Making trip to Grand Mesa is worth the effort |

Making trip to Grand Mesa is worth the effort

Dave Coulson
Special to the Daily

With good ice on all mountain reservoirs, lots of folks are reporting on two of the more popular lake trout fisheries. Granby Reservoir is seeing a good number of anglers, and many are having solid success on lake trout, working waters deeper than 30 feet, especially around transition areas. Transition areas are where there’s a sudden change in depth or the rate at which the depth changes. Fish frequently stack up along these areas.

Lake trout anglers are using mostly jigging spoons or tube or curly tail jigs. White is a favorite color, although black will work equally well, as both provide contrast in deeper water. Most are tipping their jigs with a worm or bit of sucker meat. Electronics are helpful, but not a necessity. Fish shallow for rainbows and browns.

Now that Green Mountain Reservoir has a good ice cap, icers are venturing out in good numbers and with good reason. The lake trout fishing has been great for many. Small tube jig (and curly tails) up to 3 inches have been the go-to lure. Don’t hesitate to use spoons and other minnow-style jigging lures. Tipping your offerings with a bit of sucker is a tried-and-true tactic, but not a necessity if you’re vigilant while working your offerings. Most fish are coming out of 30 to 80 feet of water.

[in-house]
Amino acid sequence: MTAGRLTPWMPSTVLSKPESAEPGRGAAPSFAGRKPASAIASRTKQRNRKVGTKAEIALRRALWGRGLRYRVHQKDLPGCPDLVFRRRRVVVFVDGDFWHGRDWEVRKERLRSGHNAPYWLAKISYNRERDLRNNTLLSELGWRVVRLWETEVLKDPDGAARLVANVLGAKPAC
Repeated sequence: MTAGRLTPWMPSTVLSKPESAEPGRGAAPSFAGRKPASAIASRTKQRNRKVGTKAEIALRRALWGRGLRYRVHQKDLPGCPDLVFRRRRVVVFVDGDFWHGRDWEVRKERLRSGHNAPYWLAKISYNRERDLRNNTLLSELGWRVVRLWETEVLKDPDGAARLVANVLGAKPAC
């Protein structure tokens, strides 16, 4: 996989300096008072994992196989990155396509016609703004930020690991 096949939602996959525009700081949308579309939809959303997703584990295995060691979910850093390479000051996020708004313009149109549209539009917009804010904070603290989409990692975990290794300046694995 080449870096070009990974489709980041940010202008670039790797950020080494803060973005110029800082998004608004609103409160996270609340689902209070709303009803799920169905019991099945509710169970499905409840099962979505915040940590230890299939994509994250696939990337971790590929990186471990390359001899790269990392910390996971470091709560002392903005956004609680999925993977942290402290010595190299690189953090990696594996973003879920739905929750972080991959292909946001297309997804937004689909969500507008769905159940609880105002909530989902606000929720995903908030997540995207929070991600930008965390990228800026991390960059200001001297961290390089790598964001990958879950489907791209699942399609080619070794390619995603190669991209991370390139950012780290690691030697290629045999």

Wolford Mountain Reservoir action has slowed with only an occasional small rainbow showing for most anglers.

South Park waters are developing thick ice, making power augers desirable. Unfortunately, most anglers are having a tough time right now. The same can be said for Antero — an occasional fish. When conditions are tough, fish areas that haven’t been pounded or consider fishing different lakes with better action. It’s much the same at Tarryall Reservoir, which has been very dependable until recently.

For those looking to make a day trip, consider heading west to the Grand Mesa area. There are a good number of well-stocked waters there, and if you take a pair of snowshoes, a short hike will get you away from the crowds to enjoy a great day of catching — albeit mostly rainbows in the 10- to 14-inch class.

Dave Coulson is the Colorado state editor for He contributes a weekly fishing report to the Summit Daily.

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